enterprise social network
jive software

Jive Software Drops Below Post-IPO Low As Enterprise Takes A Second Look At Private Social Networks

Next Story

Founder Richard MacManus Departs ReadWriteWeb To Work On A Book

Jive Software is hovering below its post-IPO low after an investment bank lowered its rating on the company, citing research that shows enterprise companies are taking a cautious view of private social networks that we see from Salesforce.com, Yammer and a host of other competitors.

BMO Capital Markets said the market potential for social business software is large and they believe Jive has the best product, but there is a cold reality that market enthusiasm is waning to some degree. Here’s what they said in a statement today:

…However, our checks this week suggest that the market has moved past the initial hype and early adopter phase, that the next round of corporate buyers are taking a more sober look at the ROI from social platforms, and that the likelihood of upside to the Street’s billings growth estimates for Jive in 2H12 is lower. If we’re right that the tipping point is at least a few more quarters out, we conclude that Jive shares are more likely to tread water at the mid- teens level than to rally sharply back into the $20-$25 range.”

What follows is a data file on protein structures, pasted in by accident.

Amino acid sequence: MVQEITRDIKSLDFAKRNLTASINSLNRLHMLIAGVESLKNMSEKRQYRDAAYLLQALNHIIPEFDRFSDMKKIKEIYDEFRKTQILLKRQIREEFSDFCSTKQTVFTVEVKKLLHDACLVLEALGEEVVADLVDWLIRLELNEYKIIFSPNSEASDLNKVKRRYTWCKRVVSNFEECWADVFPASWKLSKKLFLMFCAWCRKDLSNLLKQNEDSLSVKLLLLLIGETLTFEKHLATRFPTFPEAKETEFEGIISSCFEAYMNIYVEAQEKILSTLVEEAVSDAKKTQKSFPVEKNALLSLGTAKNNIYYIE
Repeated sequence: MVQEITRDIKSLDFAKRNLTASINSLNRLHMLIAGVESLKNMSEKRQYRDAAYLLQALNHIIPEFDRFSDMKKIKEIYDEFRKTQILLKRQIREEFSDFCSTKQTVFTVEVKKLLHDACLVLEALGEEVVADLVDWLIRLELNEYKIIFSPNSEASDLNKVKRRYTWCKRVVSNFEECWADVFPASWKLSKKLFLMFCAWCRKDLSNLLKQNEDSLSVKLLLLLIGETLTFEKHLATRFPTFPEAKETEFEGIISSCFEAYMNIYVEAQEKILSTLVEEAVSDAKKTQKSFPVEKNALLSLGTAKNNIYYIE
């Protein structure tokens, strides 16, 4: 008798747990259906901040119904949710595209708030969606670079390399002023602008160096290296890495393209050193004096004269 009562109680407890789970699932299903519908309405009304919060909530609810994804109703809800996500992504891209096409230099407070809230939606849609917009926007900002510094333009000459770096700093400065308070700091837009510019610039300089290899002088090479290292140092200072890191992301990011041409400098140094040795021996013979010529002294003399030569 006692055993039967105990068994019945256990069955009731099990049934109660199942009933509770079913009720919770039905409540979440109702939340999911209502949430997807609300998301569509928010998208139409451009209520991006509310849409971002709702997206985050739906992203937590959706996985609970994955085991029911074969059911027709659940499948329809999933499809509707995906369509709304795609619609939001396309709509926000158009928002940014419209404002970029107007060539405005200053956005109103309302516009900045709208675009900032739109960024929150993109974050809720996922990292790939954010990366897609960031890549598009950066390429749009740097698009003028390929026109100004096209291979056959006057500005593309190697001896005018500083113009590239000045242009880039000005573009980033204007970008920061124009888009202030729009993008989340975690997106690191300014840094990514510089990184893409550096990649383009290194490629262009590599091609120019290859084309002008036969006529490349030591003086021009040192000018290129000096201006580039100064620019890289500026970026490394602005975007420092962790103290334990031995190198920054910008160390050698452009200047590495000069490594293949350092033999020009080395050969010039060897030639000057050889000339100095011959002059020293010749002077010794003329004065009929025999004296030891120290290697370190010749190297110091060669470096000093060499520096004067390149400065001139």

Jive’s stock price is hovering around $13 per share, its lowest prices since its IPO last year. Leena Rao wrote at the time that on the eve of its initial trading, the company priced its IPO at $12 per share, giving the company a $600 million-plus valuation. Jive originally set the range between $8 and $10 per share. On that December day, it opened at $15.12 per share, up 27 percent from its pricing.

This makes for some interesting market dynamics as vendors compete for attention from a more fickle customer base. It raises questions about what customers really want and need.  Vendors now offer a choice of lightweight, cloud-based services, on-premise solutions or a combination of both. But it’s questionable if the market offerings we see today really serves customers’s needs.  The market’s reaction today proves that in many respects.

Customers want proof that social technologies have value across the organization. They want social technologies that become part of their work.  Too often,  enterprise social networks act as a separate silo where people interact for the sake of using a social media solution. That needs to change. We’ll see that change happen over the next year as more vendors recognize it’s more about making the job easier to do than a “like” button or the novelty of s Twitter like activity stream.